The Star-Telegram story said, “Last year, 214 whooping cranes landed at the refuge . . . With the recent death of one bird, there are a record 499 whooping cranes in North America, Stehn said. It is a "remarkable comeback" for the continent's tallest bird, whose population was 15 in 1941, he said.”
But the whooping crane still comes in third, behind the ivory-billed woodpecker and the California condor among endangered birds, according to the National Audubon Society.
According to the paper, most of the whooping cranes will move into Texas in November and will begin their 2,500-mile return to Canada between late March and early April.
I hope we are blessed to see more of these graceful vulnerable beauties.
Pray for their safe journey.

To see photos of whooping cranes go to the International Crane Foundation at

Monday, October 16, 2006

Complicit in Abuse

The thing that has helped me most in understanding what is happening in the Episcopal Church and the Anglican Communion is writing about domestic violence as a reporter since the early 1970s.
In those days, police referred to its victims as “battered women.” Most district attorneys’ offices would prosecute the batterer only if the wife agreed to divorce him.
That is, if the police even bothered to arrest him. Usually one officer would walk the man around the block to “cool him off” while the other office stayed with the woman to find out what she did “to set him off” and to urge her not to do that again.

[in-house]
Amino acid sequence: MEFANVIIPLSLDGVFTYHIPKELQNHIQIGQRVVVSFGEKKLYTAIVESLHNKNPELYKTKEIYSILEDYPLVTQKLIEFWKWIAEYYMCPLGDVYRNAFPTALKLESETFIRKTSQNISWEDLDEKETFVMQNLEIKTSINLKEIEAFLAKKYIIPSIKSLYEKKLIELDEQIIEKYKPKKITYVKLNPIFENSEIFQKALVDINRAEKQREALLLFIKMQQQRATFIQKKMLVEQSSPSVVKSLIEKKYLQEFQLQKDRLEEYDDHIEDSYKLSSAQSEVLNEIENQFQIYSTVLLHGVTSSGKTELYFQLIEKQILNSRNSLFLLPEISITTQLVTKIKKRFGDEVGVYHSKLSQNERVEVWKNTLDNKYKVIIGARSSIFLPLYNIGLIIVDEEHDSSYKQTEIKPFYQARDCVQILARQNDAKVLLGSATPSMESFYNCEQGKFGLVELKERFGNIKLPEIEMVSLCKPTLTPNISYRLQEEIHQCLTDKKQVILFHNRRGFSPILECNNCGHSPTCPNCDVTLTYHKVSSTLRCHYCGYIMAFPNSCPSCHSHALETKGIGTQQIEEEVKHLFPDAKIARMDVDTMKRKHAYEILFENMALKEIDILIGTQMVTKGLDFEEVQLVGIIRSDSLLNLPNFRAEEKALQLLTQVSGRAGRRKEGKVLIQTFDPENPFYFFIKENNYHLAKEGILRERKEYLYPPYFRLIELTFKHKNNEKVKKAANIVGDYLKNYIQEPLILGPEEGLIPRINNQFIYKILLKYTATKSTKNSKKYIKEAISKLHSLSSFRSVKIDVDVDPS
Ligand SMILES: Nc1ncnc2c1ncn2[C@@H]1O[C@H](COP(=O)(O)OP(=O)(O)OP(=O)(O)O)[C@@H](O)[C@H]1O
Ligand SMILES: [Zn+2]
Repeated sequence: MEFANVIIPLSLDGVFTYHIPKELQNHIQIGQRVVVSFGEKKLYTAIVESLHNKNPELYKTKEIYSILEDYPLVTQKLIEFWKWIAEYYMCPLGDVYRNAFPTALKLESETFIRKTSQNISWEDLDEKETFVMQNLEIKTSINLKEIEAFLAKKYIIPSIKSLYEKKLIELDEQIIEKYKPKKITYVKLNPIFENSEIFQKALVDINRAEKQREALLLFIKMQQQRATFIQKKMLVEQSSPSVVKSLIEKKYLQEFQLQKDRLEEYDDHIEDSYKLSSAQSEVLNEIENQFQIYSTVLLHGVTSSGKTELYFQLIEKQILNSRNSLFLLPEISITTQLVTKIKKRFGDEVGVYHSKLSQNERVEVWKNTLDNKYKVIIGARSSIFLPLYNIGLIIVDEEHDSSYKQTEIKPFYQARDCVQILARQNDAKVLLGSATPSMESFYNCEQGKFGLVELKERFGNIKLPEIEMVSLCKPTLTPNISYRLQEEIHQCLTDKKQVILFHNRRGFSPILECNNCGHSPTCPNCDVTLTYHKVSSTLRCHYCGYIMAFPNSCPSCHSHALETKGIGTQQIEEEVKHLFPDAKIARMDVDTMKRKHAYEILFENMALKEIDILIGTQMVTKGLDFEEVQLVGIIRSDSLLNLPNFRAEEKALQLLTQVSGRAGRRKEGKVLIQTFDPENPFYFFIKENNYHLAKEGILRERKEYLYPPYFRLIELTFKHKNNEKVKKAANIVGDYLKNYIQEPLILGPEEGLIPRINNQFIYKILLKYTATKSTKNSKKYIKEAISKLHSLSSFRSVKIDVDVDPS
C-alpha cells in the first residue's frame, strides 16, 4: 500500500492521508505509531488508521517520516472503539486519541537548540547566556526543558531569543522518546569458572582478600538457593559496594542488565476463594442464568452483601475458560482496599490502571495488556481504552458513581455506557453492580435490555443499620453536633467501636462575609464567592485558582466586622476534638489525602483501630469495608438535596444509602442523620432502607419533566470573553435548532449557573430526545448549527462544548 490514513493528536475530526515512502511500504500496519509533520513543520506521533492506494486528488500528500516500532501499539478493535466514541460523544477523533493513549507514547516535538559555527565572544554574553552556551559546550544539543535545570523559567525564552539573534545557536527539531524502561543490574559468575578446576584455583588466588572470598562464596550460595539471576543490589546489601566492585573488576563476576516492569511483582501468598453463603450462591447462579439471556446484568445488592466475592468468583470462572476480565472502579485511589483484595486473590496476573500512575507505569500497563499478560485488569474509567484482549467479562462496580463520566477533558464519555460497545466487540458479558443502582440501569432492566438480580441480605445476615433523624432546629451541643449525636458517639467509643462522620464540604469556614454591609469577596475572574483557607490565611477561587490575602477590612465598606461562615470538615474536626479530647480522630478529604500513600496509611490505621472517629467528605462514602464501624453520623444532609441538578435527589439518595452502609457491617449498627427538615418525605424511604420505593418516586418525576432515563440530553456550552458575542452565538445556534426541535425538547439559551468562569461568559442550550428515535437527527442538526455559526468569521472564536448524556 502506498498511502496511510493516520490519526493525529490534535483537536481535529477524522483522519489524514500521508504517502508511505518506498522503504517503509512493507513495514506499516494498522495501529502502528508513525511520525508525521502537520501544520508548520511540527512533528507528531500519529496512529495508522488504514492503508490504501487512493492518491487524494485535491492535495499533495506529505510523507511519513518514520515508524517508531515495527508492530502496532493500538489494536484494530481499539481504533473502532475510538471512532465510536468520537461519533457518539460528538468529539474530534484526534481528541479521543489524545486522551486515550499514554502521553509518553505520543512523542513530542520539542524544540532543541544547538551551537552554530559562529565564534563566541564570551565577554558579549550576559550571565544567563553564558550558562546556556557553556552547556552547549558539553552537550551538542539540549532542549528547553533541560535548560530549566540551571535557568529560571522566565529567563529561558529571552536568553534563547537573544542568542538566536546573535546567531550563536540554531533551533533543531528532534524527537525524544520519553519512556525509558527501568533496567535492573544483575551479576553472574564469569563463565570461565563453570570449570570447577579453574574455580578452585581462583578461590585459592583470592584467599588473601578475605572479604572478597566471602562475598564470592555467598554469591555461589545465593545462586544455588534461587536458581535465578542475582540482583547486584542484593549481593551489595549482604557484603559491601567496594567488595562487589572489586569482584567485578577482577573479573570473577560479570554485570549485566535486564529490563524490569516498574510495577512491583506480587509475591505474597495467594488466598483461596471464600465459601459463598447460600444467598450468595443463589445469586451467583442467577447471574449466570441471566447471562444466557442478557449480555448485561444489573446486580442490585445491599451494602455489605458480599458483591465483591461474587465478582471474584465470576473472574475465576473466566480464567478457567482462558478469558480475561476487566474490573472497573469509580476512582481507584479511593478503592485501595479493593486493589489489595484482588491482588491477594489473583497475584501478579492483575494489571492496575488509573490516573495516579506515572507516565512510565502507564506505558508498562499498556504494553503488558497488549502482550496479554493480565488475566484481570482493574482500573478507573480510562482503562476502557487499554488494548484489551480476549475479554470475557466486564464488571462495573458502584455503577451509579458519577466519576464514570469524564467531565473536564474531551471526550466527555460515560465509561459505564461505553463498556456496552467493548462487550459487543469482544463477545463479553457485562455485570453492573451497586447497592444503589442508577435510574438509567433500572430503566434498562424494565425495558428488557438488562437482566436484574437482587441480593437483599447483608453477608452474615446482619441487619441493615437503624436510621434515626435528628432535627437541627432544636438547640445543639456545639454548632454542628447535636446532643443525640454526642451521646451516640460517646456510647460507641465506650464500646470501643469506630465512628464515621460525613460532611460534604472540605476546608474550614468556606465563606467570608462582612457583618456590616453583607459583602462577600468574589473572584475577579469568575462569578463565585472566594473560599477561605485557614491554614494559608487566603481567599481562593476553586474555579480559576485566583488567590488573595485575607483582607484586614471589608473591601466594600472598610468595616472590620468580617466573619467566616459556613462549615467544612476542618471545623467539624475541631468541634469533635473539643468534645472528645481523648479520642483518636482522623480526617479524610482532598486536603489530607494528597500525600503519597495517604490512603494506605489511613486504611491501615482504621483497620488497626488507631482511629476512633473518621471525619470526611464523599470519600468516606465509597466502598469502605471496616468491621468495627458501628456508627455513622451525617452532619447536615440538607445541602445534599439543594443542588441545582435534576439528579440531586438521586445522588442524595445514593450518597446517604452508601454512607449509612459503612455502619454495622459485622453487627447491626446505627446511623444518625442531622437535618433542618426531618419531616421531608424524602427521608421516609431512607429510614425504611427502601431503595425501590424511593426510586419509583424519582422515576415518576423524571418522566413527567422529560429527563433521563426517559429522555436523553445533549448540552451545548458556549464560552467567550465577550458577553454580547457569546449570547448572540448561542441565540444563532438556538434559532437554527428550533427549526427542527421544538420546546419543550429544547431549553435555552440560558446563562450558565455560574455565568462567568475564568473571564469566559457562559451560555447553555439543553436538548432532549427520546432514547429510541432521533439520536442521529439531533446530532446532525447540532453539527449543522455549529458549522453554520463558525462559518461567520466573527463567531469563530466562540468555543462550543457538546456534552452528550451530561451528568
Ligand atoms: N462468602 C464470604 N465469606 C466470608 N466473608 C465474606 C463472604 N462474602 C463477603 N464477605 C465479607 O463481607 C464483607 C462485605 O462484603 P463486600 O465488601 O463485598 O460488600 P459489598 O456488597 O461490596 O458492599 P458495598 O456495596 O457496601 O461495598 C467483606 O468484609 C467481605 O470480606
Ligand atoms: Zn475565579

After all, if she’d just “act right,” everything would be OK.
Any of this sound familiar?
You can see why many women’s advocates felt it was important to do some educating of the police, DAs, and the public. That’s why October is Domestic Violence Awareness Month. In some places it’s called Domestic Violence Prevention Month.
In either case, the drive is to encourage people to get involved in domestic violence prevention efforts and to intervene if they know someone in an abusive relationship.
Episcopalians should pay close attention to these education efforts, because our church is in an abusive relationship.
Here are the warning signs:
· Abusers use emotional abuse. They put you down in many ways, make you feel bad about yourself, call you names, try to make you think you’re “crazy, play mind games, humiliate you and make you feel guilty.
· Abusers use coercion and threats. They make or carry out threats to do something to hurt you. They threaten to leave you, to commit suicide or to report you to authorities without cause. They make you drop charges. They make you do illegal things.
· Abusers use economic abuse. They take your money. They refuse to give you money. They prevent you from getting a job. They make you ask for money. They won’t let you know about the family money or let you have access to the family income.
· Abusers use gender privilege. They treat you like a servant. They make all the big decisions. They act like “master of the castle.” They define “men’s” and “women’s” roles.